A Walk of Fame with statues of New Zealand cricket heroes is part of a proposal for a National Cricket Ground at Western Springs.

The transformation of Western Springs into a test cricket oval and AFL venue costing up to $70 million includes a tree lined walkway with the statues, from Great North Rd to the ground.

Further details about the plan - first revealed by Herald sports writer Michael Burgess in February - have been released to the Herald under the Official Information Act by the council body that manages Auckland's stadiums.

Nothing will happen unless there is a solid business case to support the development

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They show plans for a 20,000 capacity stadium with a grandstand seating 2380 spectators, 20 corporate boxes, room for 3100 people on a grass embankment, floodlighting and outer fields for domestic cricket and rugby in winter.

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The council's Regional Facilities Auckland is also confident of securing a deal for up to three AFL matches a year.

Regional Facilities originally proposed a cricket oval in 2015 costing $12m, but documents released to the Herald show the council body and New Zealand Cricket have been in discussions about a grander 'National Cricket Ground' believed to cost up to $70m.

Last September, Regional Facilities gave a presentation to the New Zealand Cricket board with a video that remains secret for commercial reasons, and there was talk of Regional Facilities proceeding to concept design stage in February this year.

Sir Richard Hadlee. Photo / Adrian Murrell/Allsport UK
Sir Richard Hadlee. Photo / Adrian Murrell/Allsport UK

But while Regional Facilities has told NZC chief executive David White the plan is a "significant and important element of the RFA Stadium Strategy", the prospects for the full proposal appear slim.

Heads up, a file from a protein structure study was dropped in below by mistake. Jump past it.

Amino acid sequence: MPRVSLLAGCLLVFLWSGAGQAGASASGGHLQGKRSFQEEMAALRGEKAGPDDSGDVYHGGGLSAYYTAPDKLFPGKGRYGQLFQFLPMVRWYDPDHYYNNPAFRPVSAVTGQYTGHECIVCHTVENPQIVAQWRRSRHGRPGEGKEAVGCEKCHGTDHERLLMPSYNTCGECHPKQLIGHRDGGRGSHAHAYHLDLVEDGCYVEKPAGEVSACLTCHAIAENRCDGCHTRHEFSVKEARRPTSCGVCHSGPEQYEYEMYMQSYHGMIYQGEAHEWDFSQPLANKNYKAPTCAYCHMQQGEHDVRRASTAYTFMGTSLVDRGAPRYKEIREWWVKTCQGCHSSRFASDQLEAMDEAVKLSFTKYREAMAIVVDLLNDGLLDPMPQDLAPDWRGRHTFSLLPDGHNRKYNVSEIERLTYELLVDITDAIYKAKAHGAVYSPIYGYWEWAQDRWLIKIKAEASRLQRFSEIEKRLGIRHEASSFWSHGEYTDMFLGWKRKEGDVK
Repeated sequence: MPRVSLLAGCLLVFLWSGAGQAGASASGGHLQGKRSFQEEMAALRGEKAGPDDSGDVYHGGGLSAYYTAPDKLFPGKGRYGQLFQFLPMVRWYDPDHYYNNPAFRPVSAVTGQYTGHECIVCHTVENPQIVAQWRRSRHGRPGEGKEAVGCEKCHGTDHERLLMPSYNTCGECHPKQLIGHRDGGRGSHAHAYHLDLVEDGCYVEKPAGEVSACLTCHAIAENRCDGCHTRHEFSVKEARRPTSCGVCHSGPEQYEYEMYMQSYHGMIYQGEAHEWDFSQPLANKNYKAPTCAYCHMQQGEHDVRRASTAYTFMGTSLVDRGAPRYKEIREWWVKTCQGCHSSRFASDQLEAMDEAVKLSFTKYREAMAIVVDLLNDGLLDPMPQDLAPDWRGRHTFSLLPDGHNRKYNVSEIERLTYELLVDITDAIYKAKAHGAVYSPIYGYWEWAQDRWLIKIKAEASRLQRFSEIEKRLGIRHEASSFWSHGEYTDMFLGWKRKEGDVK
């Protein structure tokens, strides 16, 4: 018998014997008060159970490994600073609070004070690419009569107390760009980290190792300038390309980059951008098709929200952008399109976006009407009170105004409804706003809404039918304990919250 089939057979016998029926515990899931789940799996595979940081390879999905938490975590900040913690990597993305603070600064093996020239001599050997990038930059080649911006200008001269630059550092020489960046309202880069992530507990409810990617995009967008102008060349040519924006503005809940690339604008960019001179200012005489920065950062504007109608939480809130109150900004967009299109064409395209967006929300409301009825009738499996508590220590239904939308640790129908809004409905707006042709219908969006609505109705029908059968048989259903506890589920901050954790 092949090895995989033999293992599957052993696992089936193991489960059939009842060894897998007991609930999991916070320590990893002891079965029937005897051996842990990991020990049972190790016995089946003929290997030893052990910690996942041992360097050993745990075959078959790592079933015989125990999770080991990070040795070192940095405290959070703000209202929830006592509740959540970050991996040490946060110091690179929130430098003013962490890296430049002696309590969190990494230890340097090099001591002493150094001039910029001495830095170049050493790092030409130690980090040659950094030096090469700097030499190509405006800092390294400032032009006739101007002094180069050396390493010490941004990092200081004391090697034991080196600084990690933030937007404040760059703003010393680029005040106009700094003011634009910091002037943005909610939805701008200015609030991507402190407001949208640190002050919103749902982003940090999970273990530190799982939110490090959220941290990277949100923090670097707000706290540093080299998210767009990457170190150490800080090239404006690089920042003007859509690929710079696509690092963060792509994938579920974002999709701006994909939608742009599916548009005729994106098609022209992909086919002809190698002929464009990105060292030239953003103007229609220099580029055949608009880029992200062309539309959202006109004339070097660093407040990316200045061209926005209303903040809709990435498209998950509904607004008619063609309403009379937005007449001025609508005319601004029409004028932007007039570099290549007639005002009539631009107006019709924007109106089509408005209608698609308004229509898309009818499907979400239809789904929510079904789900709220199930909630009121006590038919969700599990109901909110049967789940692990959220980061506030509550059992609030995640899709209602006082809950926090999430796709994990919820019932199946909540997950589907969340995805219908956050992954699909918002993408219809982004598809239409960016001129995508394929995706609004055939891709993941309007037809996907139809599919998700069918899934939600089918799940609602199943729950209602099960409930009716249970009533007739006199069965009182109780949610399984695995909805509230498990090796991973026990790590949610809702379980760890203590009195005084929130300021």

Auckland Mayor Phil Goff said a world-class cricket stadium would be an asset for Auckland "but it is not at the top of my priorities".

What's more, Regional Facilities chief executive Chris Brooks is playing down the chances of a full transformation of Western Springs at a time when the city is under pressure from a balance sheet and infrastructure perspective.

"In any of these things you always set an aspiration about what you would like to do. When reality sets in you end up and try to compensate with something at the minimal cost you possibly can.

"Nothing will happen unless there is a solid business case to support the development," said Brooks, adding work will continue on the project.

Martin Crowe. Photo / Adrian Murrell/Allsport UK
Martin Crowe. Photo / Adrian Murrell/Allsport UK

White has told the Herald that it views the development of a viable test venue in Auckland as a priority.

NZC has also received presentations from Auckland Cricket on a proposal to develop the outer oval at Eden Park.

A spokesman said: "We are looking at both proposals but no decisions have been made. Everything is on the table."

The cricket proposal is part of Auckland's ongoing stadium jigsaw that could see speedway moving from Western Springs in 2019. Colin Dale Park in Manukau has been touted as one option with another undisclosed venue under consideration.

Proposed 'National Cricket Ground' at Western Springs

20,000 seat capacity
8800 tiered seating
3500 terraced seating
2380 grandstand
500 corporate suites (20 suites for 25 people)
1750 temporary seating
3100 grass embankment
700 car parks and bus hub

Natural turf drained pitch
Drop-in wicket
Outer fields suitable for domestic cricket and rugby in winter
Floodlighting, 35-40m height
International boundary size
Capable of hosting AFL matches
Capable of hosting rectangular field sports
Media facilities